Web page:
‘‘Not Safe’’ Is Not Enough: Smokers Have a Right to Know More Than There Is No Safe Tobacco Product

Department of Biobehavioral Health, The Pennsylvania State University, 315 East Health and Human Development, University Park, PA 16802, USA.
Tobacco control (Impact Factor: 5.93). 09/2005; 14 Suppl 2(suppl_2):ii3-7. DOI: 10.1136/tc.2004.008334
Source: PubMed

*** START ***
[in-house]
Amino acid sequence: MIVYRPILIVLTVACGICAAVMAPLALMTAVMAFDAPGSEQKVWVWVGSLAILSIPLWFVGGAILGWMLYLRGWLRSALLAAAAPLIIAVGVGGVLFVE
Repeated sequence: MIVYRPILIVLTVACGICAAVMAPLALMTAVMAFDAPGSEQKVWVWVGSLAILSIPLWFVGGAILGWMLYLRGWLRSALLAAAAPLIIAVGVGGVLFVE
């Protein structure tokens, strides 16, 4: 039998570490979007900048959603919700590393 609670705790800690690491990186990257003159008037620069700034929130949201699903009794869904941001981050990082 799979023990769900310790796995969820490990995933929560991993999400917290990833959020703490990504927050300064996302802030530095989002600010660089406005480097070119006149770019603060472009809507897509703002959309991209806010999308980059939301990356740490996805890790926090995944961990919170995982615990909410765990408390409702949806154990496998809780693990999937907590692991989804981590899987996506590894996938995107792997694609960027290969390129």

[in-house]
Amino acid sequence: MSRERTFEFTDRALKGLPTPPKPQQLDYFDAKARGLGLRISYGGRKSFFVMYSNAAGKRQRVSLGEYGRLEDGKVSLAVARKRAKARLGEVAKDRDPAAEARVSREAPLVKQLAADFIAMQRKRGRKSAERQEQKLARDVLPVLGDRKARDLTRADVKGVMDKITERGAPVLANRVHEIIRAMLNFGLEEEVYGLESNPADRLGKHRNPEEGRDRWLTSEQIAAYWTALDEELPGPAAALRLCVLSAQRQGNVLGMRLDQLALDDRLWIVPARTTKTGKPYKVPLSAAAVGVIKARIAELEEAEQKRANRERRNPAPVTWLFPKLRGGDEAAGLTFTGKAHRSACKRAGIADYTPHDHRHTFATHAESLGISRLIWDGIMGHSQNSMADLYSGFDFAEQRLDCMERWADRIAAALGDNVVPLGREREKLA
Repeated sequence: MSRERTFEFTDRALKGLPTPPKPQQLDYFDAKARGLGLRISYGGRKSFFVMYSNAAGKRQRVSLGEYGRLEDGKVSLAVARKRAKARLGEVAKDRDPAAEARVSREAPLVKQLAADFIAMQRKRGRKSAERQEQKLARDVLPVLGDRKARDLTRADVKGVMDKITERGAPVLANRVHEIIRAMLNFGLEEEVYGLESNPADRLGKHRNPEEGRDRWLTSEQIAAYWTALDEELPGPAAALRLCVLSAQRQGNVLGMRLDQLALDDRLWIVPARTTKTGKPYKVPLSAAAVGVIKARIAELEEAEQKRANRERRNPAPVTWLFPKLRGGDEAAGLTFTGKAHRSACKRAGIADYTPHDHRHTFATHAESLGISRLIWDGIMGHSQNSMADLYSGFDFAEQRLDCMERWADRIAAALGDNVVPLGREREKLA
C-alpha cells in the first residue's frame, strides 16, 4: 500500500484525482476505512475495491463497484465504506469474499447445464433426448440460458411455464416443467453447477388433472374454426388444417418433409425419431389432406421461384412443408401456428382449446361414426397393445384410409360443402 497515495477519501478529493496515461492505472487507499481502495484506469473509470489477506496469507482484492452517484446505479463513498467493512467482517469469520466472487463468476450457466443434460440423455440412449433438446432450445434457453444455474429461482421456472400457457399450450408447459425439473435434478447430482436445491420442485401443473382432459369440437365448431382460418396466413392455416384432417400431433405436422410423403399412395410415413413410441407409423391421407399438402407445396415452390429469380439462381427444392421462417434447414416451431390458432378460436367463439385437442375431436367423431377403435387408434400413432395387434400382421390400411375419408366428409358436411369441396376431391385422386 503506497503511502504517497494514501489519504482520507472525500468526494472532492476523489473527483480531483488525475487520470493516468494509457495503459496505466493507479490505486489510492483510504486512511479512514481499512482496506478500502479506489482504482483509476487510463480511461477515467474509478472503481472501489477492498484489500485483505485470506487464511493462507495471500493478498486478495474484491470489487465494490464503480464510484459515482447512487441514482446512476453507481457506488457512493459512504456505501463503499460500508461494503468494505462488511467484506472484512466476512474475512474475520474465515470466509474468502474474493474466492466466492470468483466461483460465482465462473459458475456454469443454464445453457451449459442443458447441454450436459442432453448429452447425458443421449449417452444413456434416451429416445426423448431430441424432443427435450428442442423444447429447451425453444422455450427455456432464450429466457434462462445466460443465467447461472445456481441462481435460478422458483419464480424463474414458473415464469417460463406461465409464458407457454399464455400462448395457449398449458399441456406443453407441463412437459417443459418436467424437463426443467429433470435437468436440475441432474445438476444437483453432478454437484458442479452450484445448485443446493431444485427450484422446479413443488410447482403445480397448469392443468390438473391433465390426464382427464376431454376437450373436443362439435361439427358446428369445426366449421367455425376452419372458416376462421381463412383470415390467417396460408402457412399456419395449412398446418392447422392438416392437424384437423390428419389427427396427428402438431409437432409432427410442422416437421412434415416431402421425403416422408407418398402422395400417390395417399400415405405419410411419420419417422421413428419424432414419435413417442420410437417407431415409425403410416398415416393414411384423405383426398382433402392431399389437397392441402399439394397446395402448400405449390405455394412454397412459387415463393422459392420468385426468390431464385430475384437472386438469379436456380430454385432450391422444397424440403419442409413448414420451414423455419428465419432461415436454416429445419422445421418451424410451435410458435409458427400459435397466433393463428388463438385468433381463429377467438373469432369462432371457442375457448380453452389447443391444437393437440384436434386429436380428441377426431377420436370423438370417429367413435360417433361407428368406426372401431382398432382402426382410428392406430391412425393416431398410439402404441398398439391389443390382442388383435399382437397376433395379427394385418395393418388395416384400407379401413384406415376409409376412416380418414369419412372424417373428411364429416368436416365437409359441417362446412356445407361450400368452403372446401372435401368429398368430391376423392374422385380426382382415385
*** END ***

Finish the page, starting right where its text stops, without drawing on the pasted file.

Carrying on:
The right to health relevant information derives from the principles of autonomy and self direction and has been recognised in international declarations. Providing accurate health information is part of the basis for obtaining "informed consent" and is a recognised component of business ethics, safety communications, and case and product liability law. Remarkably, anti-tobacco and pro-tobacco sources alike have come to emphasise the message that there is "no safe cigarette" or "no safe tobacco product". We propose that the "no safe" message is so limited in its value that it represents a violation of the right to health relevant information. There is a need to go beyond saying, "there is no safe tobacco product" to indicate information on degree of risks. The "no safe tobacco" message does not contradict, for example, the mistaken belief that so called light or low tar cigarettes are safer choices than higher tar cigarettes. We encourage a kind of "rule utilitarian" ethical position in which the principle of truth telling is observed while trying to produce the greatest good for the greatest number of people. Although harm reduction approaches to easing the burden of tobacco related diseases are founded on science based comparative risk information, the right to health information is independently related to the need to promote health literacy. This right should be respected whether or not harm reduction policies are judged advisable.